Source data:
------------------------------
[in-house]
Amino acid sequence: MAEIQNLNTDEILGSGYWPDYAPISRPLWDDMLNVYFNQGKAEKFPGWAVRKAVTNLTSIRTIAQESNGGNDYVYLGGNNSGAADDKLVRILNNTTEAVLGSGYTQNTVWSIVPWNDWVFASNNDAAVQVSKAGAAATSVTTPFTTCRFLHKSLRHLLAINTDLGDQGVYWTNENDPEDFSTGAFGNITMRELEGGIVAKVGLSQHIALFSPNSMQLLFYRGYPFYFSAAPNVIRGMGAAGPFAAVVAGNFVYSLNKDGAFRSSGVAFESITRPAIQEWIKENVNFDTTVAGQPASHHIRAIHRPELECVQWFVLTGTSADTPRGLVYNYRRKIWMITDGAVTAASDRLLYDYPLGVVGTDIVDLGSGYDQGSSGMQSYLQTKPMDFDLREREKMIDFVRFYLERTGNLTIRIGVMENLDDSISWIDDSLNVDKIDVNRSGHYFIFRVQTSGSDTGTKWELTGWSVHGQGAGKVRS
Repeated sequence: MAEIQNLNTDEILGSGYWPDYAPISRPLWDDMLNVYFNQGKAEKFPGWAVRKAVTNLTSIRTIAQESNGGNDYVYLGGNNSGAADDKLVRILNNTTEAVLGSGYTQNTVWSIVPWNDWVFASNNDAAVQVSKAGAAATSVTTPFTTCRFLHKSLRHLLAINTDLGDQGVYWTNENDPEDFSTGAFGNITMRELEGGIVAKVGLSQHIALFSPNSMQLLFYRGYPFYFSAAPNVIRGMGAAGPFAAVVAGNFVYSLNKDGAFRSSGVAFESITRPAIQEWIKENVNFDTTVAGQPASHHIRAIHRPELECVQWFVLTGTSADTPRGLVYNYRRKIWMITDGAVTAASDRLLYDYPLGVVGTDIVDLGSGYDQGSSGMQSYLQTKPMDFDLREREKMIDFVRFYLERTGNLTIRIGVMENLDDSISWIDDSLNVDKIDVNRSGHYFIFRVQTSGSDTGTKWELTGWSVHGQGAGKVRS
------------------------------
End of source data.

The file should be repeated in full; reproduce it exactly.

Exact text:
[in-house]
Amino acid sequence: MAEIQNLNTDEILGSGYWPDYAPISRPLWDDMLNVYFNQGKAEKFPGWAVRKAVTNLTSIRTIAQESNGGNDYVYLGGNNSGAADDKLVRILNNTTEAVLGSGYTQNTVWSIVPWNDWVFASNNDAAVQVSKAGAAATSVTTPFTTCRFLHKSLRHLLAINTDLGDQGVYWTNENDPEDFSTGAFGNITMRELEGGIVAKVGLSQHIALFSPNSMQLLFYRGYPFYFSAAPNVIRGMGAAGPFAAVVAGNFVYSLNKDGAFRSSGVAFESITRPAIQEWIKENVNFDTTVAGQPASHHIRAIHRPELECVQWFVLTGTSADTPRGLVYNYRRKIWMITDGAVTAASDRLLYDYPLGVVGTDIVDLGSGYDQGSSGMQSYLQTKPMDFDLREREKMIDFVRFYLERTGNLTIRIGVMENLDDSISWIDDSLNVDKIDVNRSGHYFIFRVQTSGSDTGTKWELTGWSVHGQGAGKVRS
Repeated sequence: MAEIQNLNTDEILGSGYWPDYAPISRPLWDDMLNVYFNQGKAEKFPGWAVRKAVTNLTSIRTIAQESNGGNDYVYLGGNNSGAADDKLVRILNNTTEAVLGSGYTQNTVWSIVPWNDWVFASNNDAAVQVSKAGAAATSVTTPFTTCRFLHKSLRHLLAINTDLGDQGVYWTNENDPEDFSTGAFGNITMRELEGGIVAKVGLSQHIALFSPNSMQLLFYRGYPFYFSAAPNVIRGMGAAGPFAAVVAGNFVYSLNKDGAFRSSGVAFESITRPAIQEWIKENVNFDTTVAGQPASHHIRAIHRPELECVQWFVLTGTSADTPRGLVYNYRRKIWMITDGAVTAASDRLLYDYPLGVVGTDIVDLGSGYDQGSSGMQSYLQTKPMDFDLREREKMIDFVRFYLERTGNLTIRIGVMENLDDSISWIDDSLNVDKIDVNRSGHYFIFRVQTSGSDTGTKWELTGWSVHGQGAGKVRS